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WCMA Blog

Public Art at Williams

Double L Excentric Gyratory II, 1981; George Warren Rickey (American, 1907-2002); stainless steel; Museum purchase, Inaugural gift of the Class of 1961 Public Art Fund on the occasion of their 50th Reunion, dedicated in the belief that public art enhances the beauty of the Williams campus, accentuates learning, and stimulates creativity; M.2011.8; Photo by Megan Cross_X345The Williams College Museum of Art (WCMA) is pleased to announce the launch of its Public Art Module. Visitors to WCMA’s website can virtually tour the public art on campus and then download a map and see the works in person. Formally established in 2011 as a fiftieth reunion gift from the Class of ’61, the Williams Public Art Program seeks to incorporate unexpected and informal encounters with art into the daily lives of students. It also hopes to inspire faculty to integrate works of art into their teaching. We believe that placing art in public places, in addition to fostering innovative arts programs within the walls of the Williams College Museum of Art, further underscores Williams’ commitment to human creativity and to the significance of the arts within a liberal arts education. The Public Art Program also contributes to creating a welcoming environment for members of our community and for visitors to Williamstown where beauty and intellectual engagement are accessible to all.

One of the twenty five works on the Public Art Module is the inaugural gift of the Class of 1961 Public Art Fund, the sculpture, Double L Excentric Gyratory II, 1981 by George Warren Rickey (American, 1907-2002). Maxwell Davidson, Class of 1961, President and founder of The Maxwell Davidson Gallery in New York wrote, “This impressive 29-foot-high sculpture was created by George Rickey when he was 74 years of age and is among his largest works. The innovative excentric motion, which he pioneered, is based on his experimentation with conical sections that he developed when he was well into his 60s. Rickey figured out that if the conical sections are placed in such a way that they do not intersect, and the sculpture’s motion is transcribed within those sections, the large “L’s”will never hit each other.” Davidson goes on to say, “This sculpture, standing prominently next to the Class of ’62 Center of Theatre and Dance, is a testament to how much alumni can accomplish working in concert with the college.”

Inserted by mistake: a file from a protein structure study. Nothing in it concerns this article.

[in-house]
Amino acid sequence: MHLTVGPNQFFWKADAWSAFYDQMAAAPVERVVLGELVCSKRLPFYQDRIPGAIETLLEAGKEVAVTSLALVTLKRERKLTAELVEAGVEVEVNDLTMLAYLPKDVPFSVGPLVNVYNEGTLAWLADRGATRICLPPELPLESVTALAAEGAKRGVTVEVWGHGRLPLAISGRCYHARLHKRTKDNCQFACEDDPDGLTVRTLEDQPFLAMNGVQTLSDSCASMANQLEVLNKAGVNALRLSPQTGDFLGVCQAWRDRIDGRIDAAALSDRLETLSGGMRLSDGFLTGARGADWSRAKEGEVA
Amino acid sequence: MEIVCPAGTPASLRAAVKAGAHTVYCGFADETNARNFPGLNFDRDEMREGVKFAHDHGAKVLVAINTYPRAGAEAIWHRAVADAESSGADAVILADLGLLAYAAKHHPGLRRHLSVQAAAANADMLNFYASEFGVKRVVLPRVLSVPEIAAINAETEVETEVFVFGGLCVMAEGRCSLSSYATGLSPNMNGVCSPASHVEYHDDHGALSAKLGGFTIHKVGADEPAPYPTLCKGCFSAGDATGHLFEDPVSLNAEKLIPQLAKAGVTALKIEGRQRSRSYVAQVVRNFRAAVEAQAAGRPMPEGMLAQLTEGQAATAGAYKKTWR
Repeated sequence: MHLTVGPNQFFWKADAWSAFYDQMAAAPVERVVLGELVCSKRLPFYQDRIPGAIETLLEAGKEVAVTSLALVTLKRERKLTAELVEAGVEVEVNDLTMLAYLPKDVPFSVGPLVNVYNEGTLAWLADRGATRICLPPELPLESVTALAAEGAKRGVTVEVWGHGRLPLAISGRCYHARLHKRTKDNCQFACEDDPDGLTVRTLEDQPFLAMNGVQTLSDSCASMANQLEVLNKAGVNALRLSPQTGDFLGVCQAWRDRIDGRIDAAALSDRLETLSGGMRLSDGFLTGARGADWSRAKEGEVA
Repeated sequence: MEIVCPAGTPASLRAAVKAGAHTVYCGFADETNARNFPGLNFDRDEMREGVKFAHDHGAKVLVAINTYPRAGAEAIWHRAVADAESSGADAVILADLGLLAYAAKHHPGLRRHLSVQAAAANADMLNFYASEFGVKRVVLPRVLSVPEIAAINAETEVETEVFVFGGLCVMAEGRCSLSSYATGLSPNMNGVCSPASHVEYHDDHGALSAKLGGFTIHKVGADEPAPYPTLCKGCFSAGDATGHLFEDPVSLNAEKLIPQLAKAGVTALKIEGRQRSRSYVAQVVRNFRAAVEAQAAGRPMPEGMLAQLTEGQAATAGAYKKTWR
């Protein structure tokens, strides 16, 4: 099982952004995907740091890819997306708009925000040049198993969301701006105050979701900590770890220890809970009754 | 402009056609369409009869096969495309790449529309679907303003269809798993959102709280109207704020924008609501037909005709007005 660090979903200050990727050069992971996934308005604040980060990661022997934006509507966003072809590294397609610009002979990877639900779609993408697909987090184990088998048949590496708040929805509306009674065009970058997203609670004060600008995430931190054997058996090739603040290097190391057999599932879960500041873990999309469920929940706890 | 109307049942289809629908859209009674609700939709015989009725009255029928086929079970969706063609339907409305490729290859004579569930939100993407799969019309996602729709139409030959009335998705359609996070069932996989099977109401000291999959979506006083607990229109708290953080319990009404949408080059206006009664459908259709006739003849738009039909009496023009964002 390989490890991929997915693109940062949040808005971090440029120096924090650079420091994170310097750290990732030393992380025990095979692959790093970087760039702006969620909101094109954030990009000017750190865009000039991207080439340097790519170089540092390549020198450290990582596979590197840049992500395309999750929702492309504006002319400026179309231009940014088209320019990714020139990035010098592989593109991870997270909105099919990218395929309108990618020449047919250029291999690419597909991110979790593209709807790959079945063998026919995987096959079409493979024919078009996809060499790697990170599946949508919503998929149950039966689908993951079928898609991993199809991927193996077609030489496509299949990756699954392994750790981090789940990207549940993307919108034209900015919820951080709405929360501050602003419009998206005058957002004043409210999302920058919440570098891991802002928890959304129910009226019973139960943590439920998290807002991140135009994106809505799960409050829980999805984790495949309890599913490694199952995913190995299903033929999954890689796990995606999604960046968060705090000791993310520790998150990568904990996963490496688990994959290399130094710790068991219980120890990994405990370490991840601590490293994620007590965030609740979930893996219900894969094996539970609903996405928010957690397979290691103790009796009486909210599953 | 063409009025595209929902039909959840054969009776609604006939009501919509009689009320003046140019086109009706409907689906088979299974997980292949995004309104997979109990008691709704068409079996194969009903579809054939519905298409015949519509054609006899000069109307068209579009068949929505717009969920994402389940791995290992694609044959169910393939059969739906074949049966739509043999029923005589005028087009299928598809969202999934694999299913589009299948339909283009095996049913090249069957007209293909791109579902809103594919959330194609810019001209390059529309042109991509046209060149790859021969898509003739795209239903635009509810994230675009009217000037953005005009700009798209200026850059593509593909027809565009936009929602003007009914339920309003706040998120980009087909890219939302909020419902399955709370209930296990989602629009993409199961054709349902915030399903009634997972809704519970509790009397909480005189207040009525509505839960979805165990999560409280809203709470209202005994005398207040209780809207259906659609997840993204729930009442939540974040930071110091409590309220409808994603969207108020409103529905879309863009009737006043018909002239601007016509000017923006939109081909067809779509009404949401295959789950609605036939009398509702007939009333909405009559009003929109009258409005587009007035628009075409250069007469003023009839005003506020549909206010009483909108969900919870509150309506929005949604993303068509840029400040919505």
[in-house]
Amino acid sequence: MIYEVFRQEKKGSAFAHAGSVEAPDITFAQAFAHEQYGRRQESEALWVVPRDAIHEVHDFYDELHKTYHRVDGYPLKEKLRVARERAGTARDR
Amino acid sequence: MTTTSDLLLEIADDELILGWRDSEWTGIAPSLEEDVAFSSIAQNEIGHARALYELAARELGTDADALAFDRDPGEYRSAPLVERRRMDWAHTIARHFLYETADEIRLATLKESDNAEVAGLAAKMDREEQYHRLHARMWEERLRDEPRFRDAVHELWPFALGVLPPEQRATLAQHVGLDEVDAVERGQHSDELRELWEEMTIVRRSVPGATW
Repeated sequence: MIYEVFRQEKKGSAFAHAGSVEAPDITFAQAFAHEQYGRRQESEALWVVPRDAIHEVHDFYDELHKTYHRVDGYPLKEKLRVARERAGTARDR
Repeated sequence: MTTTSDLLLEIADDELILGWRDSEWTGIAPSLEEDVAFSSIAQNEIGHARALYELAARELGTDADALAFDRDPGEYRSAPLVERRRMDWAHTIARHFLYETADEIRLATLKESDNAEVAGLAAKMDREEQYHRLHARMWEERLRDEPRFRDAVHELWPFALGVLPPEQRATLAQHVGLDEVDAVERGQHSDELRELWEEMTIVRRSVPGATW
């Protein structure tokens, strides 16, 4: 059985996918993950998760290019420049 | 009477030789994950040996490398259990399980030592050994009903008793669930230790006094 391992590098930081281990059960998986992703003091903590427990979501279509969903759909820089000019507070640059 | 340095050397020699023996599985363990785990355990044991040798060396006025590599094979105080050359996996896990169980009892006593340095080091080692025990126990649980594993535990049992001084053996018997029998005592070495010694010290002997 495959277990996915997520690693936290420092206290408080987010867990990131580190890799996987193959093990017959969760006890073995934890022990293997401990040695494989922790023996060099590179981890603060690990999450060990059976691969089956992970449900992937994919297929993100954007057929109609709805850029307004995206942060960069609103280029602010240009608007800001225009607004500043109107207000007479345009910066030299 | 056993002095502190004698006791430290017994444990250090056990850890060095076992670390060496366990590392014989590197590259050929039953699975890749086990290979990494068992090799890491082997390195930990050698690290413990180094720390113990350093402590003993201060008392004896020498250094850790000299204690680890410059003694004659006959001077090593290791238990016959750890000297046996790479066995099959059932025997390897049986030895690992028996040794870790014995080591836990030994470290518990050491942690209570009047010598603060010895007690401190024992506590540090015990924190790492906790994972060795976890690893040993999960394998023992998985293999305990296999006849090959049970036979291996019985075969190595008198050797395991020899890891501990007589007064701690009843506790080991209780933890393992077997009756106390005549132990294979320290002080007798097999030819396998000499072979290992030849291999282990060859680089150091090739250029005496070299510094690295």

The Public Art Module accessed through the WCMA website enables visitors to engage with the art on the William’s campus and permits all audiences to come into contact with these public works of art.

Above photo: Double L Excentric Gyratory II, 1981; George Warren Rickey (American, 1907-2002); stainless steel; Museum purchase, Inaugural gift of the Class of 1961 Public Art Fund on the occasion of their 50th Reunion, dedicated in the belief that public art enhances the beauty of the Williams campus, accentuates learning, and stimulates creativity; M.2011.8; Photo by Megan Cross

4 Responses to Public Art at Williams

  1. Meli says:

    This is a beautiful piece. I’m glad universities are still in tune with placing great art work pieces around the campus. A lot of people I know don’t get the concept, but being an artist and former art major myself, I see the importance in it. Thanks for posting!

  2. Diane says:

    A unique piece of art . Congrats and a job well done.

  3. Family Guy says:

    That was a great article. Thanks for sharing.

  4. Pingback: Philip Rickey lecture « Glinting Phantom

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